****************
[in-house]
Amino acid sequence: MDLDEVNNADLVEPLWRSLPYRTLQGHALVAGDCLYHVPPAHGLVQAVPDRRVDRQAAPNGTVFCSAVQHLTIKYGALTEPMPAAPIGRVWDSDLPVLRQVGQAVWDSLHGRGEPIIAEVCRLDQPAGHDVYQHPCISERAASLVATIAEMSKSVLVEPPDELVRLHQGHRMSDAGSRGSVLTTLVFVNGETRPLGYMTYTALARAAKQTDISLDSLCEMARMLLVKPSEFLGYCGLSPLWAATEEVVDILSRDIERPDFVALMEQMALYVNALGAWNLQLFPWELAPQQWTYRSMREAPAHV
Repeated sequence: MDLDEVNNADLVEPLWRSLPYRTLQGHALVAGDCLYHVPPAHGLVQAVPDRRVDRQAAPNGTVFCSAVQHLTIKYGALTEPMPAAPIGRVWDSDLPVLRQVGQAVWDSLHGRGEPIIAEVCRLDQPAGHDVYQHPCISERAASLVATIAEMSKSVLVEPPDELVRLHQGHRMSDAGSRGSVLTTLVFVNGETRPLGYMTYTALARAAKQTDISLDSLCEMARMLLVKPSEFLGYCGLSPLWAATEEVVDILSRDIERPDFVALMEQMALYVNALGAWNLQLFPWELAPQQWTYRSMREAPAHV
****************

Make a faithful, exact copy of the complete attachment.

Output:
[in-house]
Amino acid sequence: MDLDEVNNADLVEPLWRSLPYRTLQGHALVAGDCLYHVPPAHGLVQAVPDRRVDRQAAPNGTVFCSAVQHLTIKYGALTEPMPAAPIGRVWDSDLPVLRQVGQAVWDSLHGRGEPIIAEVCRLDQPAGHDVYQHPCISERAASLVATIAEMSKSVLVEPPDELVRLHQGHRMSDAGSRGSVLTTLVFVNGETRPLGYMTYTALARAAKQTDISLDSLCEMARMLLVKPSEFLGYCGLSPLWAATEEVVDILSRDIERPDFVALMEQMALYVNALGAWNLQLFPWELAPQQWTYRSMREAPAHV
Repeated sequence: MDLDEVNNADLVEPLWRSLPYRTLQGHALVAGDCLYHVPPAHGLVQAVPDRRVDRQAAPNGTVFCSAVQHLTIKYGALTEPMPAAPIGRVWDSDLPVLRQVGQAVWDSLHGRGEPIIAEVCRLDQPAGHDVYQHPCISERAASLVATIAEMSKSVLVEPPDELVRLHQGHRMSDAGSRGSVLTTLVFVNGETRPLGYMTYTALARAAKQTDISLDSLCEMARMLLVKPSEFLGYCGLSPLWAATEEVVDILSRDIERPDFVALMEQMALYVNALGAWNLQLFPWELAPQQWTYRSMREAPAHV